Who we are:


Notes from Below

Economically, it can be stated that the last 30 years belonged to Neo-liberalism. As such the world seemed easy to navigate for pro-revolutionaries and activists alike. Class interest often appeared clearly defined, and at  times our enemies coalesced into recognizable power blocks, be that the WTO, the IMF or the World Bank.

But the dynamic epoch of Neo-liberalism now appears blocked, the managers of capitalism seem caught in a moment of in-between, oscillating between stagnation and rebirth. We exist then, in an era of crisis management. Be that the Financial crisis and the crisis of ‘political representation’, that has currently bought neo-liberalism to an impasse. Or the Bio-crisis, the crisis in our shared ecology bought about by capitalism’s need for infinite growth on a finite planet (of which climate change is just one expression).

As such Notes from Below exists as an occasional blog/opinion platform, seeking to discover and map both trends in capitalism and resistance as they reformulate to counter stagnation. We do this in the hope of increasing dialogue and understanding of our present inside the broad ‘movement of movements’ and to offer our opinion as communists. These articles will be attributed to us. We will also post articles produced by others ‘outside’ our collective as well as interviews, historical research and reviews that we hope people will find of interest.

‘Communism’ as a description of our politics often causes confusion. This is due to the multitude of tendencies that lay claim to the dirty ‘C’ word. Rather than retreat from its use entirely we believe that some words are worth fighting for.

What we feel:

Communism for us is not the former USSR, it is  ‘a society without money, without a state, without property and without social classes.’

We believe that the working class are vital to communisms’ establishment. This  is not to say that we concern ourselves solely with mapping tendencies in the  working class as it was once traditionally described, as an industrial base. The reality of production has changed in the interceding years between Marx’s Kapital and the present. Depending on geographic context, conditions for the ‘producing class’ vary enormously, yet share common factors necessary for capitalism’s survival.

Namely – an alienation from  the means of production and restricitive measures that are put in place that stop the free access to the necessities of life for all. The ‘working class’  includes, students, housewives, the unwaged and the unemployed, the landless and the marginalised .


Communism is not an end result, destined to be experienced in some far off future. For us it is also a means of viewing the world and acting upon it in the present, an aesthetic of both being and doing. When this is actualized we call this ‘communisation’.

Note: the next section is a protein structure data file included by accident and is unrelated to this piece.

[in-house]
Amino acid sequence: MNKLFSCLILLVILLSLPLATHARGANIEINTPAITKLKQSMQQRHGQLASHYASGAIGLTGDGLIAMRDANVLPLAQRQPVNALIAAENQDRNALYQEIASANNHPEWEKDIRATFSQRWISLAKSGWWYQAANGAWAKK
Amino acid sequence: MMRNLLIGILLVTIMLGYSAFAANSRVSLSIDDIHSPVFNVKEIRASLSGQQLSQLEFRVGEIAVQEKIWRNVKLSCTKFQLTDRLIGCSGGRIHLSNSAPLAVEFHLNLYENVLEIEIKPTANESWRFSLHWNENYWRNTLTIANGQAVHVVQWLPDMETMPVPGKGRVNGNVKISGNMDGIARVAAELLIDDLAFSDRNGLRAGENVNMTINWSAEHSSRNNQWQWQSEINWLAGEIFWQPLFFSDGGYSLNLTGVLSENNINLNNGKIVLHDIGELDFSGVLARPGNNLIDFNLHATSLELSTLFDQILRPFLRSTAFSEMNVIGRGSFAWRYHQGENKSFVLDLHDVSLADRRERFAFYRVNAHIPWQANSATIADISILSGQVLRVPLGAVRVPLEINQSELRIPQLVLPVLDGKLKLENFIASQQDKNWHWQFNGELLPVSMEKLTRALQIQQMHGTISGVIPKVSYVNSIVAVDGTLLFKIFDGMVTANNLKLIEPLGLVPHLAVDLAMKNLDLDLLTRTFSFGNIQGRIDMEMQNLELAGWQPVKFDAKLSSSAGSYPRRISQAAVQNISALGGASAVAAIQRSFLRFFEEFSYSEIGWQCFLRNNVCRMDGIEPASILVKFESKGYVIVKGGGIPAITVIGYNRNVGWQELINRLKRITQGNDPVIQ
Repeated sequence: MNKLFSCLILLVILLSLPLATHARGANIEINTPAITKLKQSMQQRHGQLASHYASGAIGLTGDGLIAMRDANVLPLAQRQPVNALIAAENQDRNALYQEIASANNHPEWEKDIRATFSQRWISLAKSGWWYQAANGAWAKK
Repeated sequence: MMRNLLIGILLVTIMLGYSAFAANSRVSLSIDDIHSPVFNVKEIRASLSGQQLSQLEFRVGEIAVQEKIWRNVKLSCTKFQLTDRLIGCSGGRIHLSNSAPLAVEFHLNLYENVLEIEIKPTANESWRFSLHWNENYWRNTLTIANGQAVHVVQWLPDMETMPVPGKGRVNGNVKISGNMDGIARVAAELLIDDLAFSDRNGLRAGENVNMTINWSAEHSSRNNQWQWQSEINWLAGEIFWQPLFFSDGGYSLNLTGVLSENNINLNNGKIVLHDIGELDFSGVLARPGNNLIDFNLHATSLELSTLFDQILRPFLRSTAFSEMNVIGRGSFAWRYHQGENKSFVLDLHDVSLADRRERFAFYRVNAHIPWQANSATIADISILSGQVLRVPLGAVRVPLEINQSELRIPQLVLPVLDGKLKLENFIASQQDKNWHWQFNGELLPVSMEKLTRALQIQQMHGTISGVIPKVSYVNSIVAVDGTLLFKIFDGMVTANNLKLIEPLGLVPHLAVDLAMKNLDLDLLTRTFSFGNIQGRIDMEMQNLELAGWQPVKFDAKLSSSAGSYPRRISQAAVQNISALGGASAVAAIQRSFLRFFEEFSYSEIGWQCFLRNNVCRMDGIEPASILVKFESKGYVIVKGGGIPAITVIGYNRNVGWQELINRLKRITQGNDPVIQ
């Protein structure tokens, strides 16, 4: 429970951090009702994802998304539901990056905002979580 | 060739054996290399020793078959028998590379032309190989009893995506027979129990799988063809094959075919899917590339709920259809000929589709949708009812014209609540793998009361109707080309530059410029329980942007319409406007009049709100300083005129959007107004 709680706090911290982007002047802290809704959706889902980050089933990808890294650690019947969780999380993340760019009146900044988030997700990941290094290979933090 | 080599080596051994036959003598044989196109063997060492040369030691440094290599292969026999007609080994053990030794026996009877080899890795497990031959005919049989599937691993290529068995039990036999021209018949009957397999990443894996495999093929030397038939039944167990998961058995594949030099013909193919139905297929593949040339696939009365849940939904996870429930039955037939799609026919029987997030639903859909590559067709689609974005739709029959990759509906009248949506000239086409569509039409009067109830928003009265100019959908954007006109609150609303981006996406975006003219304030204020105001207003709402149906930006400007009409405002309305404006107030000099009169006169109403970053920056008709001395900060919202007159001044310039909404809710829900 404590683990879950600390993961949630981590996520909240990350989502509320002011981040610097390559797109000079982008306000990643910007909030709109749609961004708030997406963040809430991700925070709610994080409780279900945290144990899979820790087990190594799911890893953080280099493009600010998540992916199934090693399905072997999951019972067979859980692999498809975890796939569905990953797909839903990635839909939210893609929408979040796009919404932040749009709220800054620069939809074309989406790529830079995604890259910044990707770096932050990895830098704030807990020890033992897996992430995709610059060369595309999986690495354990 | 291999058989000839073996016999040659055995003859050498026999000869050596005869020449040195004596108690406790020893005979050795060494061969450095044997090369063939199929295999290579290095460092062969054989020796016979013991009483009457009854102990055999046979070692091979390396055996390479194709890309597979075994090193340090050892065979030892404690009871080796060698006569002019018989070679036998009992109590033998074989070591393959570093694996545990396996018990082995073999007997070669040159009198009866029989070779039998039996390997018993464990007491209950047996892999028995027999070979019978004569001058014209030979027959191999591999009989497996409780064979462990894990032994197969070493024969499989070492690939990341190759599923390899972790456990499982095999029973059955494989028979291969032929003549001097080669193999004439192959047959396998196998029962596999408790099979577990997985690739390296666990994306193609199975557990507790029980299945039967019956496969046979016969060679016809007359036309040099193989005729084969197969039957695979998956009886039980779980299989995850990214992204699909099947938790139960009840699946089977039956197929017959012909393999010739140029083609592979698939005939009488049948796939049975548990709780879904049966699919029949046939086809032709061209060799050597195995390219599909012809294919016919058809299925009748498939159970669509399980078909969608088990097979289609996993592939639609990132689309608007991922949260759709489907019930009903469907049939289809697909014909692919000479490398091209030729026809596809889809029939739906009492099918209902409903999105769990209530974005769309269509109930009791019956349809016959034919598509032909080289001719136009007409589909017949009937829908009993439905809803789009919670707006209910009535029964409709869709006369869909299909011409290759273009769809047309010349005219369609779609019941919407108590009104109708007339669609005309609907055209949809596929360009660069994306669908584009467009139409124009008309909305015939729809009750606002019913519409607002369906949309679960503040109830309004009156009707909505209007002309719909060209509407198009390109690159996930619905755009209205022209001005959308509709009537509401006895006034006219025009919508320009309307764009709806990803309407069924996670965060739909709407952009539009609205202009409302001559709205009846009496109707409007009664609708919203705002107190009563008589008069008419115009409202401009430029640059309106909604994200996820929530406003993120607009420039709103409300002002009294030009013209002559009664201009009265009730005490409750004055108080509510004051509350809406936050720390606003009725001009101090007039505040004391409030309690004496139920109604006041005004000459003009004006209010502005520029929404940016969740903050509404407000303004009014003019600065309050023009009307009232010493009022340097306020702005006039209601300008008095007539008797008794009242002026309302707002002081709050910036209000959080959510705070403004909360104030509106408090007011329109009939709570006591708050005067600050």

We believe that communism does not need to wait for the ‘right’ material conditions to come into being. The world will look and feel the same when we finally awake in communism as it does in the present, just slightly different.  When Rosa Parks refused to give up her seat to white passengers in segregation America, the world shifted, reality changed, the bus itself did not alter but how it was used and experienced  did.

The same ability to transform how space and material is understood and experienced can be seen in the micro-worlds created by Reclaim the Streets activists, who transformed roads into play areas for children and adults alike. The road itself remained the same, but it was now somehow different, no longer a conduit for the flow of labour and capitalism but a communal space of infinite possibility.

”Communisation’ occurs in every moment when people come together to share some skill or resource, despite the limits capitalism places upon them, and when it is recognized as such. This is evident in the slums of the Global South, where people share what little they have despite living on 2 dollars a day. It is also evident on the picket lines or Squats of Europe, when people come together to struggle for their material needs. We do not believe communism will appear through random acts of ‘kindness, survival and decency’ alone nor through wishful imagining. We believe in the necessity of organisation and the establishment of a  common understanding of our shared present. We are in favour of developing a language of experience that can generalise antagonistic relationships to Capitalism, be that through strikes,occupations, redistribution or open revolt.

What do we want? :

To remove property from the hands of the few and place it into common use for the good of all humanity. We want people to come together (freely associate) to carry out a project or to respond to some need of the human community without their collective activity taking the form of an enterprise that involves either wages or the exchange of its products, as is the present state of things.

The role of the state: